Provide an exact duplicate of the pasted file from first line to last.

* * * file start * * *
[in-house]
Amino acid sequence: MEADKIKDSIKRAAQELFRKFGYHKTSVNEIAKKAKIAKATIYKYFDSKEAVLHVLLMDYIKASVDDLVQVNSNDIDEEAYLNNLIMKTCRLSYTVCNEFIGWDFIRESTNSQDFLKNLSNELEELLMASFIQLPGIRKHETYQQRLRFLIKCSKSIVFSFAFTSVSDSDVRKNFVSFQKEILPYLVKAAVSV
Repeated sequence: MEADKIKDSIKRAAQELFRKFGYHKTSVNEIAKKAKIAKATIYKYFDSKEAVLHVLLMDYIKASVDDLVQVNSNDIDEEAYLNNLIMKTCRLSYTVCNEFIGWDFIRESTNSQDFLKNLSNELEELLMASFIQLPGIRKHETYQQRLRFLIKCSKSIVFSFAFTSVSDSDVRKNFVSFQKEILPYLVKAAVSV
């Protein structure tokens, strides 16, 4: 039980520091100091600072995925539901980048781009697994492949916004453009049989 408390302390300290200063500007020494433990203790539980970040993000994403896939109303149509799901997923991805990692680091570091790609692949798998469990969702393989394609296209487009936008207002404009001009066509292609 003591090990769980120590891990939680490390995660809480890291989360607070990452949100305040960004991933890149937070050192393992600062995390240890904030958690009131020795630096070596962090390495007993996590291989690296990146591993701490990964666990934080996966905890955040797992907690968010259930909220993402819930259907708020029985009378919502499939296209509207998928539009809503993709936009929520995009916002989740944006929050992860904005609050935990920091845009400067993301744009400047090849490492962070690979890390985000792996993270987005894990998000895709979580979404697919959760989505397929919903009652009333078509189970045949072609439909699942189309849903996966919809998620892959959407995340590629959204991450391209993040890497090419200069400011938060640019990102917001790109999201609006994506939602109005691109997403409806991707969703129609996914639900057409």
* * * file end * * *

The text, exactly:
[in-house]
Amino acid sequence: MEADKIKDSIKRAAQELFRKFGYHKTSVNEIAKKAKIAKATIYKYFDSKEAVLHVLLMDYIKASVDDLVQVNSNDIDEEAYLNNLIMKTCRLSYTVCNEFIGWDFIRESTNSQDFLKNLSNELEELLMASFIQLPGIRKHETYQQRLRFLIKCSKSIVFSFAFTSVSDSDVRKNFVSFQKEILPYLVKAAVSV
Repeated sequence: MEADKIKDSIKRAAQELFRKFGYHKTSVNEIAKKAKIAKATIYKYFDSKEAVLHVLLMDYIKASVDDLVQVNSNDIDEEAYLNNLIMKTCRLSYTVCNEFIGWDFIRESTNSQDFLKNLSNELEELLMASFIQLPGIRKHETYQQRLRFLIKCSKSIVFSFAFTSVSDSDVRKNFVSFQKEILPYLVKAAVSV
């Protein structure tokens, strides 16, 4: 039980520091100091600072995925539901980048781009697994492949916004453009049989 408390302390300290200063500007020494433990203790539980970040993000994403896939109303149509799901997923991805990692680091570091790609692949798998469990969702393989394609296209487009936008207002404009001009066509292609 003591090990769980120590891990939680490390995660809480890291989360607070990452949100305040960004991933890149937070050192393992600062995390240890904030958690009131020795630096070596962090390495007993996590291989690296990146591993701490990964666990934080996966905890955040797992907690968010259930909220993402819930259907708020029985009378919502499939296209509207998928539009809503993709936009929520995009916002989740944006929050992860904005609050935990920091845009400067993301744009400047090849490492962070690979890390985000792996993270987005894990998000895709979580979404697919959760989505397929919903009652009333078509189970045949072609439909699942189309849903996966919809998620892959959407995340590629959204991450391209993040890497090419200069400011938060640019990102917001790109999201609006994506939602109005691109997403409806991707969703129609996914639900057409």